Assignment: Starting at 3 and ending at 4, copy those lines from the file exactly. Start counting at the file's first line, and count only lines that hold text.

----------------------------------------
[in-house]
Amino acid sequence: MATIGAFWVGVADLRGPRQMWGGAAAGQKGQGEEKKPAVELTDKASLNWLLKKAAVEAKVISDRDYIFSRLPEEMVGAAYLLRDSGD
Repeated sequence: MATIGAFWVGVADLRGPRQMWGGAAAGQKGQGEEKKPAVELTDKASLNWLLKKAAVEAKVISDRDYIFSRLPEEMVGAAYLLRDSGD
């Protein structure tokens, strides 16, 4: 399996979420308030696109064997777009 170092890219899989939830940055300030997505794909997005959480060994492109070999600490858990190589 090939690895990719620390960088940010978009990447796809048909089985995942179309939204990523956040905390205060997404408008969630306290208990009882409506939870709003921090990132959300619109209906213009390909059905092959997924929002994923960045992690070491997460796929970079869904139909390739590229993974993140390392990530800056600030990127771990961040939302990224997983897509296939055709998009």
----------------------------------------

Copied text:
Repeated sequence: MATIGAFWVGVADLRGPRQMWGGAAAGQKGQGEEKKPAVELTDKASLNWLLKKAAVEAKVISDRDYIFSRLPEEMVGAAYLLRDSGD
């Protein structure tokens, strides 16, 4: 399996979420308030696109064997777009 170092890219899989939830940055300030997505794909997005959480060994492109070999600490858990190589 090939690895990719620390960088940010978009990447796809048909089985995942179309939204990523956040905390205060997404408008969630306290208990009882409506939870709003921090990132959300619109209906213009390909059905092959997924929002994923960045992690070491997460796929970079869904139909390739590229993974993140390392990530800056600030990127771990961040939302990224997983897509296939055709998009």